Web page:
Ellora caves: The beautiful cculptures from the magnificent rock-cut caves of Ellora celebrate the three faiths of Hinduism, Buddhism and Jainism.
Come, take a virtual tour of Ellora, one of the largest single rock cut monastic cave complexes in the world that contains the largest single monolithic excavation in the world, popularly known as the Kailasha Cave.
There is no clear demarcation between caves belonging to different faiths. 15 caves are grouped together, out of these the first 12 are Buddhist, the next three are Brahmanical.
All you need to know about Ellora caves: If you are visiting the world heritage site for the first time, carry with you the slim ASI publication called Ellora, one of a series on World Heritage sites. It has all the necessary information, maps, photographs and drawings essential for you.
Do visit the UNESCO World Heritage site of Ellora barely 30 kilometres from Aurangabad. It is one of the largest single rock cut monastic cave complexes in the world and contains the largest single monolithic excavation in the world, popularly known as the Kailasha Cave.
Carved in the black basaltic stone of the lush green Sahyadris, the organic colors from the frescoes of the Ellora caves enhance the scenery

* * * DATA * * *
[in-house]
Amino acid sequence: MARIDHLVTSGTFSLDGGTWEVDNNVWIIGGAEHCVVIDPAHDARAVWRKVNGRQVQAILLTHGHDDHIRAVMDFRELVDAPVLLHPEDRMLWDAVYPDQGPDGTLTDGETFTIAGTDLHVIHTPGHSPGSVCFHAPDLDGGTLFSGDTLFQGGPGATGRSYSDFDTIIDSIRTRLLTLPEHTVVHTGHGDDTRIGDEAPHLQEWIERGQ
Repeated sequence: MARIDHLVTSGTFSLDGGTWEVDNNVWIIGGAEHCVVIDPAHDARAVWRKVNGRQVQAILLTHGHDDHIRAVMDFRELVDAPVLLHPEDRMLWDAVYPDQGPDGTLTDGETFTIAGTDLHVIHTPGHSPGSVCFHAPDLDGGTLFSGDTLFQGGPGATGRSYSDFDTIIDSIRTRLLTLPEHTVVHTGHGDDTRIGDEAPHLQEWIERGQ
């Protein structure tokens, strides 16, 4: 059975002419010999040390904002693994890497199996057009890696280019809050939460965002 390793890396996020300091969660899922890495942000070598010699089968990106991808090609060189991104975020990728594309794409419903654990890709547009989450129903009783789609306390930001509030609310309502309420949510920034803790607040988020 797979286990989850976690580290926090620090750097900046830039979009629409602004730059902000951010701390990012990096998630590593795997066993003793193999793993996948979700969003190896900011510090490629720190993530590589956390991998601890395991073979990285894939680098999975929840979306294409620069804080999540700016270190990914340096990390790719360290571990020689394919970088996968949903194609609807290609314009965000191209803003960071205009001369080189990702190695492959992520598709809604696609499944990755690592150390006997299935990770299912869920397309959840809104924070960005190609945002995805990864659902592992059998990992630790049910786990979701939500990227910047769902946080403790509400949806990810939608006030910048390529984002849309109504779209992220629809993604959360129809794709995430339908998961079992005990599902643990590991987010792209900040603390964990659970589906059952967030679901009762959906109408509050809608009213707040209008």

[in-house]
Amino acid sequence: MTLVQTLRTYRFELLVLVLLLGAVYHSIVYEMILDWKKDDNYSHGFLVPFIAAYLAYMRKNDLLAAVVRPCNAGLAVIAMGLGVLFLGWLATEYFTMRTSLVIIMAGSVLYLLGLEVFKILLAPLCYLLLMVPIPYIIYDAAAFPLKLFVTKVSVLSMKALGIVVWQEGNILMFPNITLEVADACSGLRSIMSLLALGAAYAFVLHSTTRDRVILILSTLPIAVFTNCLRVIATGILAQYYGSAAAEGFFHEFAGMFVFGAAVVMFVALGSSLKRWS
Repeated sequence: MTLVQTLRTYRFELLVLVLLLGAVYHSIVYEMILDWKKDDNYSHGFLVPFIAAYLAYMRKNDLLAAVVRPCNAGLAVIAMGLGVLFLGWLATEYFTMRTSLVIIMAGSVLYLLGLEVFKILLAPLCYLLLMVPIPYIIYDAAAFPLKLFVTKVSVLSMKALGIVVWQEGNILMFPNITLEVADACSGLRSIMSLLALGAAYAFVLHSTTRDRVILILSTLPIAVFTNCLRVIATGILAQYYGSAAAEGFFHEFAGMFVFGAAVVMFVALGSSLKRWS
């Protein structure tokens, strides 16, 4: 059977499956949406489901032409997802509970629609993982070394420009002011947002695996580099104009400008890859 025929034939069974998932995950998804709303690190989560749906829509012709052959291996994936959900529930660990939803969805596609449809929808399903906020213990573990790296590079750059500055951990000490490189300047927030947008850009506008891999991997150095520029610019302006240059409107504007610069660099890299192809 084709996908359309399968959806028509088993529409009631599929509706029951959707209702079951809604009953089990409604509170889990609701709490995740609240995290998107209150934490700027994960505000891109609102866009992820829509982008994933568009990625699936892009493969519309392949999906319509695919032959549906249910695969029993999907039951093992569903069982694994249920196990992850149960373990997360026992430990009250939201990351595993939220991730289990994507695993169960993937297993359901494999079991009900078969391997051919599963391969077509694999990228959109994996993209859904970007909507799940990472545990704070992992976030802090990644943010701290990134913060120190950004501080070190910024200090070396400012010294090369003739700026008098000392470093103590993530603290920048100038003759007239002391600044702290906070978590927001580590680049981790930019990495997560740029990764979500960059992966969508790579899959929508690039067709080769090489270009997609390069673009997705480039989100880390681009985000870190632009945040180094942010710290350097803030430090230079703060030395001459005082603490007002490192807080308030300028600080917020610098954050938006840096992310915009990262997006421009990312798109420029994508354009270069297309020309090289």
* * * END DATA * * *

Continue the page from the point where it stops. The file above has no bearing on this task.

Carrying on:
It is said that in 1819, a British Army Officer unintentionally stumbled upon these caves during his hunting expedition. The skill of the myriad unknown Indian artists at Ellora, astounds and fascinates the tourists. Tourists are certain to walk away with some great insights about India's affluent cultural inheritance.
Interestingly, the incredible rock cut sculptures were made by hands, with just a chisel and hammer! Just imagine! The Ellora Caves had remained cloaked in obscurity for more than a hundred years.
Ellora caves tour: If you plan to visit, spend most of your time at the Kailash temple, but that isn’t the only gem that Ellora has to offer. The Buddhist monasteries are multi-floored caverns.
Although there are a large number of caves spread across 2 kilometres, only 34 are open to tourists, and these include 12 Buddhist caves to the south, followed by 17 Brahmanical caves and 5 Jain caves to the north.